How many of those artists are rolling over in their graves now, as copyright is continually extended? Just because the Disney Corporation thinks copyright should be forever doesn’t mean the thousands of artists whose works are now locked up thought so, or would think so now. The fact that so many artists are adopting Creative Commons licenses today indicates that many artists believe otherwise. If artists have “moral rights” to their works, surely extending copyright terms without their consent violates those rights.

Content is an unlimited resource. People can now make perfect copies of digital content for free. That’s why they expect content to be free — because it is in fact free. That is GOOD.

Think of “content” — culture — as water. Where water flows, life flourishes.

content is free, like water in a river

Containers — objects like books, DVDs, hard drives, apparel, action figures, and prints — are not free. They are a limited resource. No one expects these objects to be free, and people voluntarily pay good money for them.

containers are not free

Think of “containers” — books, discs, hard drives — as jugs and vessels. These containers add utility to and increase the value of the water. If you can get water for free in the public river, great — that doesn’t reduce the value of vessels. Quite the contrary: when rivers flow, the utility and value of water vessels increases.

free vs not free; use the unlimited resource to sell the limited resource

Continuing this metaphor: copyright monopolies are an attempt to dam up and control all the rivers, reducing them to a trickle. When Big Media succeeds locking up culture, it’s like in closing off water: they get a stagnant pool that turns to poison. Fish die and mosquitoes swarm, because the water has no source to flow from nor destination to flow to.

a stagnant pool with mosquitos and fish corpses (That’s how we get things like this.)

Artists don’t “own” culture, but we do own our names (attribution). Any artist who has enjoyed a community of fans knows how the power in their name is generously granted by audiences. Our audiences want us to thrive. They want their money and support to reach us.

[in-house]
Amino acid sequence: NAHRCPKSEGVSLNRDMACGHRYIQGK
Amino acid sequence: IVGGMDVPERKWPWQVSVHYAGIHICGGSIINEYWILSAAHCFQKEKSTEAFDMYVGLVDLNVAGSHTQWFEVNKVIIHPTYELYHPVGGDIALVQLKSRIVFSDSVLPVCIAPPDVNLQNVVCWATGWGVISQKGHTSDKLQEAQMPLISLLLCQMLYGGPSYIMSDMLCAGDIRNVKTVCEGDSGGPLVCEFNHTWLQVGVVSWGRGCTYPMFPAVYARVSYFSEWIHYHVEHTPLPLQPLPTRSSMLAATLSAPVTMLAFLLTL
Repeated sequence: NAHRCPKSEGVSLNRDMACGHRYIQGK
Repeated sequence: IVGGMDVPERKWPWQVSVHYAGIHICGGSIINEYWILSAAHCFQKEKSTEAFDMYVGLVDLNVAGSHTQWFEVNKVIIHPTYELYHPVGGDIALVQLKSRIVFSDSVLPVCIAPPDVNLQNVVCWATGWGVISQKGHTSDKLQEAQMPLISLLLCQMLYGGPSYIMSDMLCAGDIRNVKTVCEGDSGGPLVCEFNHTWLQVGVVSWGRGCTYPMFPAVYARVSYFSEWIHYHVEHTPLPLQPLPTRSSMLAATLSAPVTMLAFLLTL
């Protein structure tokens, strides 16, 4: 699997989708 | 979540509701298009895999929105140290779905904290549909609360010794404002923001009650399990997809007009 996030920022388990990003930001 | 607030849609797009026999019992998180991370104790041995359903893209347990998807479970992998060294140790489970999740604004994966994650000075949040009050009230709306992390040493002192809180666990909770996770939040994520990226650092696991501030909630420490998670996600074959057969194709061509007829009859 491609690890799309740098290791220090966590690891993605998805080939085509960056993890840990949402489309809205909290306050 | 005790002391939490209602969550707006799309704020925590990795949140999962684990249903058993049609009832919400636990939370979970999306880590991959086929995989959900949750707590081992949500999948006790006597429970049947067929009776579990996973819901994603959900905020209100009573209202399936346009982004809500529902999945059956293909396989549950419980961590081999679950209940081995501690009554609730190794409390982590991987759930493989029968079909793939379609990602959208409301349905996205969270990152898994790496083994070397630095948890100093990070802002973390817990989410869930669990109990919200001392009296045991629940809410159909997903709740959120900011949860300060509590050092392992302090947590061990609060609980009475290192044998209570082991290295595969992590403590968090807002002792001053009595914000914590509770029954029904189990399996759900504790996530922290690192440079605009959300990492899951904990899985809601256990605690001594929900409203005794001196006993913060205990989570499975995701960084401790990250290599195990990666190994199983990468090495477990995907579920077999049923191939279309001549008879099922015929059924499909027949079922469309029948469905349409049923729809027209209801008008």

artist and audience

Therefore an artist’s cooperation with a merchandiser is valuable. A signed book is worth more than an unsigned one. Merchandisers who cooperate with artists — share revenue with them — get the blessing of both artist and audience and can sell more objects for more money.

publisher as exchange agent between artist and audience

Under the Creative Commons Share Alike license, Sita Sings the Blues-containing objects can be manufactured and sold by anyone without my permission. But whoever shares revenue with me gets my “creator endorsed mark” or signature, and gets my fans sent to the product (via community word-of-mouth and my web site).

the creator-endorsed mark

Competing products can nonetheless be sold without my endorsement. If they’re cheaper, of better quality, or more accessible, they might sell better than my endorsed products. Why shouldn’t they? Competition can be good. All the more incentive for any business I partner with to make their products high quality, reasonably priced and easily available. There’s no incentive to compete with a good product; if there’s a good affordable Sita Sings the Blues coffee table book or graphic novel, why should anyone bother publishing another? If they do, the competing book must have some important quality lacking in the first. If that competitor’s quality differential is so high it’s worth more than my endorsement, then good for them for doing something right.